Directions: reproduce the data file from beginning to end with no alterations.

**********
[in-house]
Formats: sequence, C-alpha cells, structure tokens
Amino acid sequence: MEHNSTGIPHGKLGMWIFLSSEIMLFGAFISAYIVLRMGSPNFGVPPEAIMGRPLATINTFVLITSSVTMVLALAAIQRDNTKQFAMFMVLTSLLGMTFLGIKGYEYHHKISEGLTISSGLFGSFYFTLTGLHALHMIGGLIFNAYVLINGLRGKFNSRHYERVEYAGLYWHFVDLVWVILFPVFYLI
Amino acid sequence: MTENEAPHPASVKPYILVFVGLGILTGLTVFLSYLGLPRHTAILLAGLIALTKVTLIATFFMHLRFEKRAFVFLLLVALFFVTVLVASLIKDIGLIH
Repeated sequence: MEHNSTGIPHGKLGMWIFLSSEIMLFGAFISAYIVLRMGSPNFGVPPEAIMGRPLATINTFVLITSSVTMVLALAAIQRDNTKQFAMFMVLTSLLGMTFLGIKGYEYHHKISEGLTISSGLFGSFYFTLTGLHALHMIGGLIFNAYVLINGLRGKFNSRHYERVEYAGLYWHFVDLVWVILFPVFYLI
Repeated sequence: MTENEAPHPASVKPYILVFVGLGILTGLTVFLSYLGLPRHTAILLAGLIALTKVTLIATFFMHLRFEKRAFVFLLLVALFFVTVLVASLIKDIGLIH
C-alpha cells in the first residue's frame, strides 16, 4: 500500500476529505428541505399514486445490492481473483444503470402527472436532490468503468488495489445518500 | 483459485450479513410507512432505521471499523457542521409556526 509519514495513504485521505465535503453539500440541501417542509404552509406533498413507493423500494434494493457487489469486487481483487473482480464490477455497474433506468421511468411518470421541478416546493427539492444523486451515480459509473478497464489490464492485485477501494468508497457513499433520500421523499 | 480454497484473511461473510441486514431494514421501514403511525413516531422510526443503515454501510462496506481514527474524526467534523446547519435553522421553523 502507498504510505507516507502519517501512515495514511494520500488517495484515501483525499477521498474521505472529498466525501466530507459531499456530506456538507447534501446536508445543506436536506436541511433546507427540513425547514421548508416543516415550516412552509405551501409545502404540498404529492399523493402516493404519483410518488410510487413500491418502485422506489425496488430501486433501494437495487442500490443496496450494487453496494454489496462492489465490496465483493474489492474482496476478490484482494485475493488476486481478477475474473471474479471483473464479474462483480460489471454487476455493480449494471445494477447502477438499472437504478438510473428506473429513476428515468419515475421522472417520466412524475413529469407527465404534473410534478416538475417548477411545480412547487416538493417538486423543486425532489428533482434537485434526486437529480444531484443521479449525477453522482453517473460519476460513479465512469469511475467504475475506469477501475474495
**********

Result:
[in-house]
Formats: sequence, C-alpha cells, structure tokens
Amino acid sequence: MEHNSTGIPHGKLGMWIFLSSEIMLFGAFISAYIVLRMGSPNFGVPPEAIMGRPLATINTFVLITSSVTMVLALAAIQRDNTKQFAMFMVLTSLLGMTFLGIKGYEYHHKISEGLTISSGLFGSFYFTLTGLHALHMIGGLIFNAYVLINGLRGKFNSRHYERVEYAGLYWHFVDLVWVILFPVFYLI
Amino acid sequence: MTENEAPHPASVKPYILVFVGLGILTGLTVFLSYLGLPRHTAILLAGLIALTKVTLIATFFMHLRFEKRAFVFLLLVALFFVTVLVASLIKDIGLIH
Repeated sequence: MEHNSTGIPHGKLGMWIFLSSEIMLFGAFISAYIVLRMGSPNFGVPPEAIMGRPLATINTFVLITSSVTMVLALAAIQRDNTKQFAMFMVLTSLLGMTFLGIKGYEYHHKISEGLTISSGLFGSFYFTLTGLHALHMIGGLIFNAYVLINGLRGKFNSRHYERVEYAGLYWHFVDLVWVILFPVFYLI
Repeated sequence: MTENEAPHPASVKPYILVFVGLGILTGLTVFLSYLGLPRHTAILLAGLIALTKVTLIATFFMHLRFEKRAFVFLLLVALFFVTVLVASLIKDIGLIH
C-alpha cells in the first residue's frame, strides 16, 4: 500500500476529505428541505399514486445490492481473483444503470402527472436532490468503468488495489445518500 | 483459485450479513410507512432505521471499523457542521409556526 509519514495513504485521505465535503453539500440541501417542509404552509406533498413507493423500494434494493457487489469486487481483487473482480464490477455497474433506468421511468411518470421541478416546493427539492444523486451515480459509473478497464489490464492485485477501494468508497457513499433520500421523499 | 480454497484473511461473510441486514431494514421501514403511525413516531422510526443503515454501510462496506481514527474524526467534523446547519435553522421553523 502507498504510505507516507502519517501512515495514511494520500488517495484515501483525499477521498474521505472529498466525501466530507459531499456530506456538507447534501446536508445543506436536506436541511433546507427540513425547514421548508416543516415550516412552509405551501409545502404540498404529492399523493402516493404519483410518488410510487413500491418502485422506489425496488430501486433501494437495487442500490443496496450494487453496494454489496462492489465490496465483493474489492474482496476478490484482494485475493488476486481478477475474473471474479471483473464479474462483480460489471454487476455493480449494471445494477447502477438499472437504478438510473428506473429513476428515468419515475421522472417520466412524475413529469407527465404534473410534478416538475417548477411545480412547487416538493417538486423543486425532489428533482434537485434526486437529480444531484443521479449525477453522482453517473460519476460513479465512469469511475467504475475506469477501475474495